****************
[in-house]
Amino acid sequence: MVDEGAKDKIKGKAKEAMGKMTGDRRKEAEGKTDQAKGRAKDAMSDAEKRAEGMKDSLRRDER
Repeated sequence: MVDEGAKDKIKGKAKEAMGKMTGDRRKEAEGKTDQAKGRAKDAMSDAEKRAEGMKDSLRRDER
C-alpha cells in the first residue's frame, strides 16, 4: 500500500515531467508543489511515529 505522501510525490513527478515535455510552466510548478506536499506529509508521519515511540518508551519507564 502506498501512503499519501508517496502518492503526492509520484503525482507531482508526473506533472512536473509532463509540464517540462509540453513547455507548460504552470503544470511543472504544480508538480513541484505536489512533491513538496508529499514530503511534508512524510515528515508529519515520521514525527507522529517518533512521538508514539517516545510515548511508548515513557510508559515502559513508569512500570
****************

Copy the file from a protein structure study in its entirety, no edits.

[in-house]
Amino acid sequence: MVDEGAKDKIKGKAKEAMGKMTGDRRKEAEGKTDQAKGRAKDAMSDAEKRAEGMKDSLRRDER
Repeated sequence: MVDEGAKDKIKGKAKEAMGKMTGDRRKEAEGKTDQAKGRAKDAMSDAEKRAEGMKDSLRRDER
C-alpha cells in the first residue's frame, strides 16, 4: 500500500515531467508543489511515529 505522501510525490513527478515535455510552466510548478506536499506529509508521519515511540518508551519507564 502506498501512503499519501508517496502518492503526492509520484503525482507531482508526473506533472512536473509532463509540464517540462509540453513547455507548460504552470503544470511543472504544480508538480513541484505536489512533491513538496508529499514530503511534508512524510515528515508529519515520521514525527507522529517518533512521538508514539517516545510515548511508548515513557510508559515502559513508569512500570